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Diabet Med. 1993 Nov;10(9):847-50.

Low literacy: a problem in diabetes education.

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1
Diabetes Centre, Royal Prince Alfred Hospital, Camperdown, Sydney, Australia.

Abstract

Eighty-five diabetic patients who were proficient in English were studied to assess the impact of educational material of varying literacy levels on patient comprehension. Two samples of available diabetes foot care material of Grade 11 and 9 readability (measured by SMOG formula) and purposely written in-house material of Grade 6 readability were used. Patients were randomized to read information of either Grade 6 and Grade 11 or Grade 6 and Grade 9 readability. Socio-demographic data and reading habits were collected to allow for identification of literacy markers. The mean CLOZE score (a measure of comprehension) was better in patients who read the Grade 6 information than for both the Grade 11 and Grade 9 information (59.5 +/- 11.8, 46.8 +/- 22.0, 45.8 +/- 22.2 respectively, p < 0.001). When evaluated in terms of percent of patients that could independently understand the material, Grade 6 information outperformed the Grade 11 and Grade 9 information (60%, 19%, 21%, respectively, p < 0.001). For the Grade 11 and Grade 9 information, poorer comprehension was associated with a non-English speaking background, early school leaving age, infrequent reading habits, and preference for tabloids (p < 0.02). Comprehension when patients read the Grade 6 information was no longer dependent on two of the four identified literacy markers. We conclude that reducing literacy demands of health literature improves patients' comprehension. Attention to socio-demographic data and reading habits can assist educators in assessing patients' literacy status and ensuring patients are given literature of compatible readability.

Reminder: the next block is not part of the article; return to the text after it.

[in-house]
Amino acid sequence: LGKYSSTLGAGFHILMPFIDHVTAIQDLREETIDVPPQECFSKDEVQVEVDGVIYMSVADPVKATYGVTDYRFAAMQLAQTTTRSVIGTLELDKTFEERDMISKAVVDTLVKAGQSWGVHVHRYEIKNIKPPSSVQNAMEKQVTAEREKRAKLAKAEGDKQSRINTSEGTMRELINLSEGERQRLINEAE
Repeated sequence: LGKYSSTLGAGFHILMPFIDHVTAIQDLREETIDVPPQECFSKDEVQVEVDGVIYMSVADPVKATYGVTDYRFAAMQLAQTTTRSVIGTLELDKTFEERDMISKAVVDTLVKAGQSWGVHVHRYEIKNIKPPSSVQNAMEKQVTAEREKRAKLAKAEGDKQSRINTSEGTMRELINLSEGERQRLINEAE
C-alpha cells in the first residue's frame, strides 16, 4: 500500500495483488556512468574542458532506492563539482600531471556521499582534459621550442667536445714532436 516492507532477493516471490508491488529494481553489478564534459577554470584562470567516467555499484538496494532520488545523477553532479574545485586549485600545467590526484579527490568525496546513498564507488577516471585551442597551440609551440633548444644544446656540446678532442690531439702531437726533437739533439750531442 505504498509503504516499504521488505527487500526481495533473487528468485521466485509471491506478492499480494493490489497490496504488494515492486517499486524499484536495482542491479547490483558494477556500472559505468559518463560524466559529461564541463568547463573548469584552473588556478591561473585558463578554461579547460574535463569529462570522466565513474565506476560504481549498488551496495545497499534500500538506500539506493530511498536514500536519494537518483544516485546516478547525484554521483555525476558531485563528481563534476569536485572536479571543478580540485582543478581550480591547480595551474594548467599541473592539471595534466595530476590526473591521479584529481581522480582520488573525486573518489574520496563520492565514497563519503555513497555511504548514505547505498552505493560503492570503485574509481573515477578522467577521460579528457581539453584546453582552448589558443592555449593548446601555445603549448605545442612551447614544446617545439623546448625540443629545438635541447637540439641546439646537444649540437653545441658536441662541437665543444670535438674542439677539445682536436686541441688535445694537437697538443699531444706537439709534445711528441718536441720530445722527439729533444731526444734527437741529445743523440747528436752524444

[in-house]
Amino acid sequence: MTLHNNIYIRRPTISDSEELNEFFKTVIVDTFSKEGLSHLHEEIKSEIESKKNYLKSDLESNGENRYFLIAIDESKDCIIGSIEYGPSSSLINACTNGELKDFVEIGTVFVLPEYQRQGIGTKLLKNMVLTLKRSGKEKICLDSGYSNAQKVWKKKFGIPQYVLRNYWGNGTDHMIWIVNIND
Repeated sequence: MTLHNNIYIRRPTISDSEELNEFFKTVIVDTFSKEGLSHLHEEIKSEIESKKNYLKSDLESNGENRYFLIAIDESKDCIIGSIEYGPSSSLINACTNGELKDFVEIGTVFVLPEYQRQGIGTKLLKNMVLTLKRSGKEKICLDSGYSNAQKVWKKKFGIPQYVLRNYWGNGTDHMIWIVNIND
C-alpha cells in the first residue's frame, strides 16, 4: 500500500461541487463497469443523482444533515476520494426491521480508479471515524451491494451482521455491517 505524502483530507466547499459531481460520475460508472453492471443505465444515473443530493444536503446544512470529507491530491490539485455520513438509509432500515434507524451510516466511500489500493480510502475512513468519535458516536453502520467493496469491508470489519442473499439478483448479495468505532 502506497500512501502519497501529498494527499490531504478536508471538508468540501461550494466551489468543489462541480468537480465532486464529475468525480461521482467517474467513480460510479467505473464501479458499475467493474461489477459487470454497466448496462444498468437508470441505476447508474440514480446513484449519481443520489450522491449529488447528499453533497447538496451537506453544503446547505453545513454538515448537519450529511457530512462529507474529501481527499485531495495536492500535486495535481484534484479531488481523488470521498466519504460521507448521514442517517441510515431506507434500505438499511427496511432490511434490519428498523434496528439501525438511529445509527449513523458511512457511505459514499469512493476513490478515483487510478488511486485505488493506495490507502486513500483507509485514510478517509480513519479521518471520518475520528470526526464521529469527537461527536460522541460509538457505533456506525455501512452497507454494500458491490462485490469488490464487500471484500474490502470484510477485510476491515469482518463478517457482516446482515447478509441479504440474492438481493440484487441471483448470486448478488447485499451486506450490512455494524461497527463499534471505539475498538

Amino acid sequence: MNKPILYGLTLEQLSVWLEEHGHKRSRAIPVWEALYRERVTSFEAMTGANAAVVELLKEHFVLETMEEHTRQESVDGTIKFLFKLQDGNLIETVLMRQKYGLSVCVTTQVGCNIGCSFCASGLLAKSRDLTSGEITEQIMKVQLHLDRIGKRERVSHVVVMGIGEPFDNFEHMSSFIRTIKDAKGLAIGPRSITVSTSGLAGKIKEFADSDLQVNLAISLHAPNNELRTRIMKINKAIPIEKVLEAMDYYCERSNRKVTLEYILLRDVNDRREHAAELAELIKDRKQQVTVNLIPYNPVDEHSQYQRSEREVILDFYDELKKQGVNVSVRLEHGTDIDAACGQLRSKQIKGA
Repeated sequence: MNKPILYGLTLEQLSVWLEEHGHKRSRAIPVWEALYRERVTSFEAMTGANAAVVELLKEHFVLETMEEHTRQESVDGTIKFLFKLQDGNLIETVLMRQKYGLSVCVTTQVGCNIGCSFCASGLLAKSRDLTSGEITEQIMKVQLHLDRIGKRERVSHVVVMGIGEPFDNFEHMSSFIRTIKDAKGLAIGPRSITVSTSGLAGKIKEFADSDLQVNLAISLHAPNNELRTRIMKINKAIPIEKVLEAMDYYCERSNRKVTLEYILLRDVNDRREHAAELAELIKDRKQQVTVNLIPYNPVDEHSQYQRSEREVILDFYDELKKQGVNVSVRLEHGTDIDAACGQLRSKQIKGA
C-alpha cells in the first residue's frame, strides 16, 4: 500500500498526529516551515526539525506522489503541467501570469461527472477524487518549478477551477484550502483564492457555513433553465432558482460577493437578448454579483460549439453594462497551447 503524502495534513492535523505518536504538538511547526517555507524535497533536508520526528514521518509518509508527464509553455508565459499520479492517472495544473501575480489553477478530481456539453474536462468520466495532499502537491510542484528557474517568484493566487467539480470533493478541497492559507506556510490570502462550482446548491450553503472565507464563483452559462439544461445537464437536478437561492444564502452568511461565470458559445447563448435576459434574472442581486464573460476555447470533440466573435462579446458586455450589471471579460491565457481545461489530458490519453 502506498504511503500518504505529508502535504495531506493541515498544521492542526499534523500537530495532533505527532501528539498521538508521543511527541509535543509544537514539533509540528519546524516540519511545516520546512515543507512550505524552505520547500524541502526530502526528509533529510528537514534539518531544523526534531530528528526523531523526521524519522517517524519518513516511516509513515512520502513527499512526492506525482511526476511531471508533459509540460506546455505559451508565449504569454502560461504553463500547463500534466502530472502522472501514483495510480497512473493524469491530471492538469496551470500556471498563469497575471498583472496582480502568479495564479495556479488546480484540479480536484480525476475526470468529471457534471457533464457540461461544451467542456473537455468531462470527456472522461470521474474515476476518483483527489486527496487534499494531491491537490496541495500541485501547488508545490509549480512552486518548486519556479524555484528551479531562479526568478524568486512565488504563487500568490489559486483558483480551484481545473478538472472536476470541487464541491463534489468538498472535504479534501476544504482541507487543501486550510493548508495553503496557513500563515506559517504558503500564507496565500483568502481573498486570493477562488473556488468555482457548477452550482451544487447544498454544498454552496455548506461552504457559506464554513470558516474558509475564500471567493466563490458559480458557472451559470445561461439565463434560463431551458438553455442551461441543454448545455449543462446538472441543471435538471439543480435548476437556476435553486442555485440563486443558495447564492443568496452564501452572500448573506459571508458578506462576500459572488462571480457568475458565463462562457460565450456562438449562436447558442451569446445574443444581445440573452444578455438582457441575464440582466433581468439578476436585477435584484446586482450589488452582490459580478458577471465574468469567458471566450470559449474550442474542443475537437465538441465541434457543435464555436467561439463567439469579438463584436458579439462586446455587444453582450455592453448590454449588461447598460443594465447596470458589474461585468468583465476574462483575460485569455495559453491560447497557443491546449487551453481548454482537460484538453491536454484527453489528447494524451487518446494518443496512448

[Indexed for MEDLINE]

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